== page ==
- Keep your cool
- Keep a distance from them if you can
- Be proactive, not reactive - focus on solving the problem, not defending yourself
- Pick your battles - ask yourself if this is the hill you want to die on or can you live with it before engaging
- Put the spotlight on them - if the focus is on what's wrong rather than how to solve the problem ask them questions that will require them to think about solutions and not putting down your contrbutions
- Use appropriate humour, if the situation allows for it
- Confront a bully - if you can do so safely. If you are being bullied or harassed by anyone in College, you can find the Dignity and Respect Policy as well as the Student Complaints Procedure on the Policies website.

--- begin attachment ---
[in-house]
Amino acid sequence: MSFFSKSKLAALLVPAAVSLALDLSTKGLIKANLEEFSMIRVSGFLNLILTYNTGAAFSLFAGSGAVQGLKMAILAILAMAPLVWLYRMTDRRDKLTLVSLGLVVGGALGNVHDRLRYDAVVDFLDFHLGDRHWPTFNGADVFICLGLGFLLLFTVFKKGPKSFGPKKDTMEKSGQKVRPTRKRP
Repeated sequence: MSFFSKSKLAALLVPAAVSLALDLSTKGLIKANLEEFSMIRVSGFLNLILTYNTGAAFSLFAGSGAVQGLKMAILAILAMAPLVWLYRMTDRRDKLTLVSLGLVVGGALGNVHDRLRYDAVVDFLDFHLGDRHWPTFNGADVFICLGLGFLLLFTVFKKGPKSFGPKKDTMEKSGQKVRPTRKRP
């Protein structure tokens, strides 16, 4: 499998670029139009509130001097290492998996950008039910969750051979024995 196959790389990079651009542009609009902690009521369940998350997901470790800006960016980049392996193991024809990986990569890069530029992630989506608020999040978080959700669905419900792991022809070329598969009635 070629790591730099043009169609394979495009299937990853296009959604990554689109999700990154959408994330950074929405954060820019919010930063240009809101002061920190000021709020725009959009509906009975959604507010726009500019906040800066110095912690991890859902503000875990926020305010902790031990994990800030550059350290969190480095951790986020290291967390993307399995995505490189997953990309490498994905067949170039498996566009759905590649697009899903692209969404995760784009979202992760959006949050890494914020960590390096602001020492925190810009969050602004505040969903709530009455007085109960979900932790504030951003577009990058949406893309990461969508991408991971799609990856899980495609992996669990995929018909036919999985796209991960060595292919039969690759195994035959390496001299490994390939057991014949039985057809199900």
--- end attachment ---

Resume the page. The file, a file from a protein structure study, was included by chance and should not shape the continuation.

Types of difficult people
Clinging types want to be taken care of and loved. They feel weak and are attracted to stronger people. If desperate, they will cling to anyone. Don't try to avoid them, instead give them responsibility and show them how to do things for themselves.
Controlling types have to be right. There is always an excuse for their behavior (however brutal) and always a reason to blame others. Controlling people are perfectionists and micro-managers. Their capacity to criticize others is endless. They won't back down if you show them concrete evidence that you are right and they are wrong. They don't care about facts, only about being right. Controlling types can be handled by acting unintimidated. At heart, controlling types fear they are inadequate, and they defend against their own insecurity by making other people feel insecure and not good enough. Be strong and stand up for yourself. Above all, don't turn an encounter into a contest of who's right and who's wrong — you'll never outplay a controlling type at his or her own game.